2. How Do Women Live in the Shadow of HTS?

As its control areas expanded in 2014 and 2015, HTS / al-Nusra Front opted for tightening the noose over women, ordering further restrictions on their movement throughout the cities and towns under its authority, especially in public places. When it took over the entirety of the province of Idlib, HTS imposed a specific uniform on girls and young women in schools, universities, and educational institutes, as it made statements threatening any woman who fails to abide by the sharia-based dress code with dismissal.

 In 2016, the University of Idlib was a stage for several restrictions, enforced by HTS’ Hisbah Office, religious police, which deliberately expelled female students and denied them exams, for their lack of commitment to the sharia-based clothing style ordered by HTS. Women and girls were also denied access to cafes and restaurants unless they were accompanied by first-degree relatives. In 2018, al-Nusra Front, changed into Fatah al-Sham Front, and finally HTS, was keen to separate female students from their male counterparts in all areas it controlled, doing thus at colleges, institutes, and schools. It also imposed several decisions on the administration of the University of Idlib since 2016, the most noted of which was assigning different education spaces for male and female students, as it ordered the erection of a cement wall between the quarters of each of the two groups.

 HTS has also deployed a number of its security members and the Hisbah Office/Religious Police near colleges to monitor the behavior of female and male students, knowing that HTS’ security apparatus had arrested more than 10 students in 2017 only because male and female students could be seen on the streets during attendance hours, since HTS prohibits the men and women from meeting in public spaces, cafes and restaurants, unless they are married or are first-degree relatives. In 2016, HTS imposed further restrictions on working women in the rural parts, as well as in major cities, as it prohibited men and women from mixing, not to mention that, in 2019, it denied female students, who applied to the University of Idlib, access to departments of mechanical engineering and veterinary without providing any justifications.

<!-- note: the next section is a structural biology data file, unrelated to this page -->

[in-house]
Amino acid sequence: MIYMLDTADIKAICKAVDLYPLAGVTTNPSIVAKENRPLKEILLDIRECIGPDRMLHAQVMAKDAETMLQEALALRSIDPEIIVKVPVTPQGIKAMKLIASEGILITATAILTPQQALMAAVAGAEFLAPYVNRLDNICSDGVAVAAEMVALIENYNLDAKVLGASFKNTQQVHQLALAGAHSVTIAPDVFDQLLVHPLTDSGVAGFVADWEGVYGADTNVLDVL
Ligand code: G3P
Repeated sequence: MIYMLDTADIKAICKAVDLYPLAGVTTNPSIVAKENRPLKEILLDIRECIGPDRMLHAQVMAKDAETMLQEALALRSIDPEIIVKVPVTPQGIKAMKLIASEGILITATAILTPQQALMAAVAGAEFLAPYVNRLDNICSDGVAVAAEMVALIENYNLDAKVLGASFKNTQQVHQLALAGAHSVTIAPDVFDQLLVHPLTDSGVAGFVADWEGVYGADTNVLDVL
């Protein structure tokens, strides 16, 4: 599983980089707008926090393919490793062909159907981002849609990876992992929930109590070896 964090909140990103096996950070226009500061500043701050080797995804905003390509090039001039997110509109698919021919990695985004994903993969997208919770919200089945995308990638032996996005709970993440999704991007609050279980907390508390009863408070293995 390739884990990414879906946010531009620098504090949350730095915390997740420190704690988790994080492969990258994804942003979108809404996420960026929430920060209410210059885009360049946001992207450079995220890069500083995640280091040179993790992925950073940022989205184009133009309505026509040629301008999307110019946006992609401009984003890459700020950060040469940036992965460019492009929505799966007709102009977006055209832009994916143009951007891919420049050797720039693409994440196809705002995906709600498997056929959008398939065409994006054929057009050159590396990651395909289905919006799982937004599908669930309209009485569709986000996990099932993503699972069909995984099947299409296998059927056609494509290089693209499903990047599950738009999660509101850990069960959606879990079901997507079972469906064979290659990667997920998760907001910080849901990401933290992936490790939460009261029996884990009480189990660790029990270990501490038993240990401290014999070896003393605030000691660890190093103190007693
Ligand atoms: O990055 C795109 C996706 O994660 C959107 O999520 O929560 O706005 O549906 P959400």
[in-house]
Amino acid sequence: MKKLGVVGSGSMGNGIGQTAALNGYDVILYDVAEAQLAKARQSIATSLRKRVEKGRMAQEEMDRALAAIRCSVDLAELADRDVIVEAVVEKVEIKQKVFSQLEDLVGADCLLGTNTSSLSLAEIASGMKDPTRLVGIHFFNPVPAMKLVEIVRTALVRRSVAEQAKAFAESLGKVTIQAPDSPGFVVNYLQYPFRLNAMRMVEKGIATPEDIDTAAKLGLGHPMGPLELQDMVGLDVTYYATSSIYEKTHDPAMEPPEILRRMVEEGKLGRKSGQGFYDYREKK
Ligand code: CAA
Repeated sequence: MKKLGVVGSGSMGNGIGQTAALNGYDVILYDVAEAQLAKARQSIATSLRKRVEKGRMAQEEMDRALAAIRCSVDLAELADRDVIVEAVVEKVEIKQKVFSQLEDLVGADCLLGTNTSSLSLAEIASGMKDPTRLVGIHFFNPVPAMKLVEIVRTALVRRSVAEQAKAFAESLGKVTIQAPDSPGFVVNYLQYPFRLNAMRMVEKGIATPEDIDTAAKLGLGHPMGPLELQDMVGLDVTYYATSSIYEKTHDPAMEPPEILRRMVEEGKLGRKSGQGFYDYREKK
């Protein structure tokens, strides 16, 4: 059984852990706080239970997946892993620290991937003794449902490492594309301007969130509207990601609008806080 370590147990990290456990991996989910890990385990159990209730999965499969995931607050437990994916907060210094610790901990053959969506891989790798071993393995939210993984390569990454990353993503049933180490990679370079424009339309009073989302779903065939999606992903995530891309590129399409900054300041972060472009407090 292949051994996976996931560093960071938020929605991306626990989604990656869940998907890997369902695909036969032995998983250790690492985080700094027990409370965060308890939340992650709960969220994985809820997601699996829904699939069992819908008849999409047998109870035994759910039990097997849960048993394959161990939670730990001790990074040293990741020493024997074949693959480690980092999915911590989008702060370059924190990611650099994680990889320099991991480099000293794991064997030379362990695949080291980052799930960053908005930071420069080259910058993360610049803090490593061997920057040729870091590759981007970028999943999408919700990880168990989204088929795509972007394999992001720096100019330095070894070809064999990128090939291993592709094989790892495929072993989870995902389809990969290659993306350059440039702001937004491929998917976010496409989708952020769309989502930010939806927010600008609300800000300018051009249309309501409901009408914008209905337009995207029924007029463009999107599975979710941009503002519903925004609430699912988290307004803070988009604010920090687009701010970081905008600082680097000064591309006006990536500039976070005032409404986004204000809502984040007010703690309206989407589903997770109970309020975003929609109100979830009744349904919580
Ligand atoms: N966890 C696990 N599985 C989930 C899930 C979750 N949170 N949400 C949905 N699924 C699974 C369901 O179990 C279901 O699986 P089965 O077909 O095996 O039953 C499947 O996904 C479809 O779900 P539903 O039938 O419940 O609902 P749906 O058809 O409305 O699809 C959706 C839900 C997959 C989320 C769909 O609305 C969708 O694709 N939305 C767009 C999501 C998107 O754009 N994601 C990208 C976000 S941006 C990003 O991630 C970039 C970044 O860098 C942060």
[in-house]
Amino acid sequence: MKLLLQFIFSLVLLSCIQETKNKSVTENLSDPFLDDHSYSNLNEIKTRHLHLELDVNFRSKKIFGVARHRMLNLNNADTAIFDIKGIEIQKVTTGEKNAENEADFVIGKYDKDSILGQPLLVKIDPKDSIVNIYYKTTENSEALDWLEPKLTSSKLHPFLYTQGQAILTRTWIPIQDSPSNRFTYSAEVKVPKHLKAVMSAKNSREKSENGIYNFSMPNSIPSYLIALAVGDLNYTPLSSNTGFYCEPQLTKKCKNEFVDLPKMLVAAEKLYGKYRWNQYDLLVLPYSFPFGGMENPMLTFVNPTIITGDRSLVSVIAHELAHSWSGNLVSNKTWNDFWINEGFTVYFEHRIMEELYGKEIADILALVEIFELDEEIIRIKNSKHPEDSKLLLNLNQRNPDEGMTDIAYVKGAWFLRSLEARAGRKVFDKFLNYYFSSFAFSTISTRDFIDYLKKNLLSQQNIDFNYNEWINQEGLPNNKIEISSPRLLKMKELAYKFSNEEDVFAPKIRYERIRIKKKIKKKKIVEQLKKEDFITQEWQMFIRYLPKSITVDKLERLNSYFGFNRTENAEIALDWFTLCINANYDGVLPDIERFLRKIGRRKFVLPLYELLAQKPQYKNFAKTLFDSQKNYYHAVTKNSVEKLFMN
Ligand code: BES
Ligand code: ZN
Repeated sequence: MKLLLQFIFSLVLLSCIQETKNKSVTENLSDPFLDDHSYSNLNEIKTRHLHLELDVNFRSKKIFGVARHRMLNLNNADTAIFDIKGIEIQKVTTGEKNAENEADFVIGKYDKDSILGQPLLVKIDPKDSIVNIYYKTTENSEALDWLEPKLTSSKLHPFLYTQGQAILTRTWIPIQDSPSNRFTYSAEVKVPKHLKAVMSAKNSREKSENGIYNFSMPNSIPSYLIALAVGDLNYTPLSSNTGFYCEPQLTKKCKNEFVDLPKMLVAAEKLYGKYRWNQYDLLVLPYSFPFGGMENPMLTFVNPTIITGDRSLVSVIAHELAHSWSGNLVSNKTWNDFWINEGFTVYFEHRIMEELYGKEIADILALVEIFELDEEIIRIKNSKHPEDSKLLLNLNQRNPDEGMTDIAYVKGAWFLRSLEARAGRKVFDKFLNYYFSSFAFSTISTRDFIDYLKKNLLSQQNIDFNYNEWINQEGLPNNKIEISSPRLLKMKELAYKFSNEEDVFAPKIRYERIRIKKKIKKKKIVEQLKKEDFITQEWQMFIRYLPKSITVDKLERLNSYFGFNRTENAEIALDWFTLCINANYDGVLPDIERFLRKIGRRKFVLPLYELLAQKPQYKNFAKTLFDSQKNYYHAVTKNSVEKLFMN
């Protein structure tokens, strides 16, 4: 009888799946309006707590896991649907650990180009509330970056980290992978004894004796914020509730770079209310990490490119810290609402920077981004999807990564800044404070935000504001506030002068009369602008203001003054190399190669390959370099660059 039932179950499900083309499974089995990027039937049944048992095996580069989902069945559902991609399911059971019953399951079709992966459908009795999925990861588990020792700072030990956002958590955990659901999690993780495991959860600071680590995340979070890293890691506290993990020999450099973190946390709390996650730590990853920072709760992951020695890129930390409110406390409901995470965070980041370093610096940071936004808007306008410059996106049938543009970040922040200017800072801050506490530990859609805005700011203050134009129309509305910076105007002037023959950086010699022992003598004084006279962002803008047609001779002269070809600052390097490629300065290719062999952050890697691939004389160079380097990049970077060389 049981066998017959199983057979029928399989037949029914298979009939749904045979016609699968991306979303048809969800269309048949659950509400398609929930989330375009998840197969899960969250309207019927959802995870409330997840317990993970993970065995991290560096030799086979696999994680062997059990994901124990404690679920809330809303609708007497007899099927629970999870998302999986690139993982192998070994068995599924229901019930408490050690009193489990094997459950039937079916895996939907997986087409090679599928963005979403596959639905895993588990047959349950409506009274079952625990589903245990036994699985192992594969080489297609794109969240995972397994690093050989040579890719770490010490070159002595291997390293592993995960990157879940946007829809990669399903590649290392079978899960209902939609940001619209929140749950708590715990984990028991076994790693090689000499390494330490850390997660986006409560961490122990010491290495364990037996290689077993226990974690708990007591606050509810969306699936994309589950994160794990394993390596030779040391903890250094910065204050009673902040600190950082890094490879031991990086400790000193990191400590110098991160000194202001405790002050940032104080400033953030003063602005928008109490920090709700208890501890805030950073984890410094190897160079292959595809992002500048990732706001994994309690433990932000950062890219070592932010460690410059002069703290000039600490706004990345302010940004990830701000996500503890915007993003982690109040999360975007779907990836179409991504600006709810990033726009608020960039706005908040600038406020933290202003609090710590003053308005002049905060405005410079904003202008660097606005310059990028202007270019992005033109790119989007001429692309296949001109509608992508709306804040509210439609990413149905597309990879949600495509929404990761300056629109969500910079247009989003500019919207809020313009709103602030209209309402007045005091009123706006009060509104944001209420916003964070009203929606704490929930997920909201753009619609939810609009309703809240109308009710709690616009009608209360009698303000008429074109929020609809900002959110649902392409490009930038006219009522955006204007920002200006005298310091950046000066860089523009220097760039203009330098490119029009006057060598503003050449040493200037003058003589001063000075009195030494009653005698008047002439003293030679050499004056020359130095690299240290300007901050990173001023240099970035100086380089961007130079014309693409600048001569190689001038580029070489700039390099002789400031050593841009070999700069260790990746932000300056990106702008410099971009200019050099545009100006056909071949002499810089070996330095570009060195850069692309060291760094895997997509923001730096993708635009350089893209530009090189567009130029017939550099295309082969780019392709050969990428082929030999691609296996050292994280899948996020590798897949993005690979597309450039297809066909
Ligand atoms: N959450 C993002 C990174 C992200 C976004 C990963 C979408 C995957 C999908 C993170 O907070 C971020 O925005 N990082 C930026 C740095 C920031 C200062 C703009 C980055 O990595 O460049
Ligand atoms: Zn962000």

In the province of Idlib, particularly HTS-held areas, women are having a life of restrictions that extend to the minutest details of their daily lives, including clothing options and work opportunities, traveling and studying, which are all added to preventing men and women from getting together. Women are not allowed to fully embrace their freedom, a media activist, who documented cases of women detention, reported to STJ, adding:

“HTS seeks to instill terror and fear in the hearts of the people by arresting women and children, as it intends to assert that everyone is liable to detention, excusing no one and for whatsoever reasons, the thing that coerced several families to abandon their areas as to dodge prosecution and arrest. Since the beginning of 2019 till the onset of 2020, the number of detentions that HTS carried out against women exceeded 63 women and girls throughout the province of Idlib, who continue to be missing and whose names are already documented, in addition to other 23 women, who were arrested and then released.  The key charges on which women were being detained are insulting deity, mixing with men, and sorcery, while a number of women were additionally detained for the simple reason that they sought the province of Idlib coming from regime-held areas. The released women informed us that HTS has forced them to sign a pledge form, providing that they never speak to media outlets on their life in the prison.”  

3. Relatives of Forcibly Disappeared and Survivor Women Speak of detention at HTS’ Prisons:

Once in control of the province of Idlib, HTS has been cautious to arrest those it considers a source of concern and a threat to its fighters or its military influence, let them be civilians or militants, using religion as a cover to tighten its grip over the province. It, thus, arrested its opponents under fatwas/rulings, which it came up with to absorb the locals’ anger.

HTS did not exclude women from its arrest campaigns, but it rather practiced arrest and torture against them, putting them under the same deteriorating conditions that it subjected men to. On different occasions between 2018 and 2019,  HTS arrested a significant number of women and girls on various claims using laws it created and lived by, especially those that addressed clothing, mixing between the two sexes, adultery, insulting religion, sorcery, and espionage on behalf of the Syrian regular forces.

Dozens of women and girls have been held in prisons located throughout the province, most famous of which are the Idlib Central Prison, the Harim Central Prison, the Salqin City Court Prison, Mar’yan Prison, and the notorious al-Oqab Prison.[5]